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Old 05-16-2013, 06:38 PM   #441
errand
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Join Date: Apr 2001
Location: Western NC mountains
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Quote:
Originally Posted by DenverBrit View Post
That's your assertion, or required by US law?

The law is that the President as C-in-C is the one who makes the call to send in the troops....he doesn't have to, but the Pentagon can't do **** without his approval.

I have found nothing to indicate that the POTUS has to approve sending assistance under those circumstances, or that he denied aid directly or otherwise.

You're right, he doesn't have to do anything if he chooses not to...evidently he chose not to. If the Pentagon denied aid, it was because that's what they were ordered to do by the C-in-C

If it is 'law,' or he did deny aid, please link it.

The major military power of the president is the power to act as commander in chief of the nation's armed forces. This power is almost without limit. The president always has the final authority over and responsibility for any and all military matters. But the Constitution does not assign all and absolute war powers to the president. Military power in the United States is held by both the president and Congress, with the president in the dominant position. Also, the president may use the armed forces to keep the domestic peace.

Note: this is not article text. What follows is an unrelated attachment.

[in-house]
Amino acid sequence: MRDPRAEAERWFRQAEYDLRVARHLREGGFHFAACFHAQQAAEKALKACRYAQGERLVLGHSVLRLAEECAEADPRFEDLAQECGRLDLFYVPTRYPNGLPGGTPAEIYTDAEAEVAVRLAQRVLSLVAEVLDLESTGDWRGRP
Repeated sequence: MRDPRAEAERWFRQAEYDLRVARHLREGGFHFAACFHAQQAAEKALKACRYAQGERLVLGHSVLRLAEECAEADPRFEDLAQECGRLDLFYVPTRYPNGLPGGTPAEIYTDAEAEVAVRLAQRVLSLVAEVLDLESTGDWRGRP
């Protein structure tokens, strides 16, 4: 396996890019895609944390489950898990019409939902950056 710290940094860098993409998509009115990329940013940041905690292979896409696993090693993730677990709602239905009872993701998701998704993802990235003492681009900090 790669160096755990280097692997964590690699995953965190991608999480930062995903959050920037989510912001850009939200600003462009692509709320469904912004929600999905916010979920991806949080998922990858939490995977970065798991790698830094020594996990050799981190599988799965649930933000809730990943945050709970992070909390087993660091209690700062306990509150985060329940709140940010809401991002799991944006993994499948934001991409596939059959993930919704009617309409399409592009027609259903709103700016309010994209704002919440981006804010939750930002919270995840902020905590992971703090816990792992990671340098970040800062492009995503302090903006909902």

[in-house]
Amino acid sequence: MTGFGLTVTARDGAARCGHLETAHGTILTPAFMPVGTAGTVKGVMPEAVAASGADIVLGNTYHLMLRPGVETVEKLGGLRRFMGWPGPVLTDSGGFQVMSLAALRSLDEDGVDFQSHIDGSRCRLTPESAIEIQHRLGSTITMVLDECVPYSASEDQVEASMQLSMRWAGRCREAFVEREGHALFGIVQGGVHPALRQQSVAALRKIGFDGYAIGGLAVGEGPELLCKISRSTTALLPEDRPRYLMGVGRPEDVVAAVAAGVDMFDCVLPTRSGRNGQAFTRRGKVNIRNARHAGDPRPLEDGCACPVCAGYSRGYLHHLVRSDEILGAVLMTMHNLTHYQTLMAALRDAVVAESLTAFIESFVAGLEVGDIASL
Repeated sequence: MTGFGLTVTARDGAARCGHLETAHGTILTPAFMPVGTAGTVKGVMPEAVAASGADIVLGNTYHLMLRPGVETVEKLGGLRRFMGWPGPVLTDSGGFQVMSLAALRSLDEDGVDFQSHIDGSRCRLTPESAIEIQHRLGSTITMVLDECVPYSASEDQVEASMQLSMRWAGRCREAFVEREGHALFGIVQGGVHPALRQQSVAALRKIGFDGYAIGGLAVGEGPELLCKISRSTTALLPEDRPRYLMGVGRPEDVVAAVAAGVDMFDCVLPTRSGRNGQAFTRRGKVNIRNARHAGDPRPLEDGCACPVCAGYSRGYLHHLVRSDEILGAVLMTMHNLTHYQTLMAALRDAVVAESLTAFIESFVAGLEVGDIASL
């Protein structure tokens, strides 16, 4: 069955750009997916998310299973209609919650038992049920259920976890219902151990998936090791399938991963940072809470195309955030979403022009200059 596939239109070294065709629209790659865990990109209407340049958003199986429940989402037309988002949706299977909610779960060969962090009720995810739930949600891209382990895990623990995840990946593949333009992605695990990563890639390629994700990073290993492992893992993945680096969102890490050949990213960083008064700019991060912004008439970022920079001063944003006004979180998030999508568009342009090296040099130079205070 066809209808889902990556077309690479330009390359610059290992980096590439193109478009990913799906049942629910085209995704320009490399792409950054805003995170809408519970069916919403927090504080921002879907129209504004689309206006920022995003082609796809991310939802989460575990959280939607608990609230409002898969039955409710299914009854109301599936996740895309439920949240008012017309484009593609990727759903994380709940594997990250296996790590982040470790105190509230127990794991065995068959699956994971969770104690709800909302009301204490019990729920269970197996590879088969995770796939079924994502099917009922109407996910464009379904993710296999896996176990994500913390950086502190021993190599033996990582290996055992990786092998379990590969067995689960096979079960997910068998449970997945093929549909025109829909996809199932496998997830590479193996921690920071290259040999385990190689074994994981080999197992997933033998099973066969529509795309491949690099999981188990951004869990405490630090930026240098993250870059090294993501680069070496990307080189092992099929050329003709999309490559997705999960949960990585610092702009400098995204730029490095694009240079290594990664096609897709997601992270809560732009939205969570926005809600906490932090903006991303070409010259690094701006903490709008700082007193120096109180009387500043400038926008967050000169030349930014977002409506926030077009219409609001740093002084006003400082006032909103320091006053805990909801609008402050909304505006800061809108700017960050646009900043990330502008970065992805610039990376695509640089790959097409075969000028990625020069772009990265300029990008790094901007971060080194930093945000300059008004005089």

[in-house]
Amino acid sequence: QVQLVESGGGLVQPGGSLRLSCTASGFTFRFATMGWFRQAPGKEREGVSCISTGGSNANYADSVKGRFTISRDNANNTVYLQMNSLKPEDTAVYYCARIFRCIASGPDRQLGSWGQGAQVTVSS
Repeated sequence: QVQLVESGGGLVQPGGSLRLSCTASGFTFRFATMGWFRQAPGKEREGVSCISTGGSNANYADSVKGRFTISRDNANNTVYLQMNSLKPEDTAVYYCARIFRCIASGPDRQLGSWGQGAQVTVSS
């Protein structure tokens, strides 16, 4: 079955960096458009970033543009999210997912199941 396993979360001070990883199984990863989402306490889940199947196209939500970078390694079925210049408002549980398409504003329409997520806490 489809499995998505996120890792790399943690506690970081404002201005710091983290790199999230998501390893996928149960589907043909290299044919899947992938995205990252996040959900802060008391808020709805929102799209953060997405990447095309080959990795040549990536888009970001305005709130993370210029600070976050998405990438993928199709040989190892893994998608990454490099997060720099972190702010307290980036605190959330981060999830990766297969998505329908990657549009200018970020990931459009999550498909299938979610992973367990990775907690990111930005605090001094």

The 1973 War Powers Resolution followed a period of growing congressional concern over the presidential use of military force. Among other things, the legislation, which withstood a veto by President Nixon, required that a president terminate combat in a foreign territory within sixty to ninety days unless there was congressional authorization to continue. It also sought to provide presidents with the leeway to respond to attacks or other emergencies. The measure was intended to provide more coordination between the executive and legislative branches on the use of force.
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